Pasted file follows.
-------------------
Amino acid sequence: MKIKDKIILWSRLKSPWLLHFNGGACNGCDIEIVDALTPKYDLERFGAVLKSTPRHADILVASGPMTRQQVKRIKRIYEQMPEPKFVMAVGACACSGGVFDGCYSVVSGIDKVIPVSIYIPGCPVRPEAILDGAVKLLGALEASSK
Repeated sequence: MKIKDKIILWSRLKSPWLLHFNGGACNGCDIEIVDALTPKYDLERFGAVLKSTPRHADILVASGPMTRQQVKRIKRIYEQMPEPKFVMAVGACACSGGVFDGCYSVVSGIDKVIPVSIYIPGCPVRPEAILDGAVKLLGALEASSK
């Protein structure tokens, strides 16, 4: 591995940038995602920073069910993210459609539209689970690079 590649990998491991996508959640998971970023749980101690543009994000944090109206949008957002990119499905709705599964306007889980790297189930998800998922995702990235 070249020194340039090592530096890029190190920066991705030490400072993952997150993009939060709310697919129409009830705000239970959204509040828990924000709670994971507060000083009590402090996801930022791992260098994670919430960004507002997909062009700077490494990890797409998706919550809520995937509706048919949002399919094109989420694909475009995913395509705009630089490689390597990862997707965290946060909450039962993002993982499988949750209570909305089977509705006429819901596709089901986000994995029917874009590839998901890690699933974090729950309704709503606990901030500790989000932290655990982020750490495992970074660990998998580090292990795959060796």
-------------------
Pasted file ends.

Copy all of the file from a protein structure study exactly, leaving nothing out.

Amino acid sequence: MKIKDKIILWSRLKSPWLLHFNGGACNGCDIEIVDALTPKYDLERFGAVLKSTPRHADILVASGPMTRQQVKRIKRIYEQMPEPKFVMAVGACACSGGVFDGCYSVVSGIDKVIPVSIYIPGCPVRPEAILDGAVKLLGALEASSK
Repeated sequence: MKIKDKIILWSRLKSPWLLHFNGGACNGCDIEIVDALTPKYDLERFGAVLKSTPRHADILVASGPMTRQQVKRIKRIYEQMPEPKFVMAVGACACSGGVFDGCYSVVSGIDKVIPVSIYIPGCPVRPEAILDGAVKLLGALEASSK
């Protein structure tokens, strides 16, 4: 591995940038995602920073069910993210459609539209689970690079 590649990998491991996508959640998971970023749980101690543009994000944090109206949008957002990119499905709705599964306007889980790297189930998800998922995702990235 070249020194340039090592530096890029190190920066991705030490400072993952997150993009939060709310697919129409009830705000239970959204509040828990924000709670994971507060000083009590402090996801930022791992260098994670919430960004507002997909062009700077490494990890797409998706919550809520995937509706048919949002399919094109989420694909475009995913395509705009630089490689390597990862997707965290946060909450039962993002993982499988949750209570909305089977509705006429819901596709089901986000994995029917874009590839998901890690699933974090729950309704709503606990901030500790989000932290655990982020750490495992970074660990998998580090292990795959060796």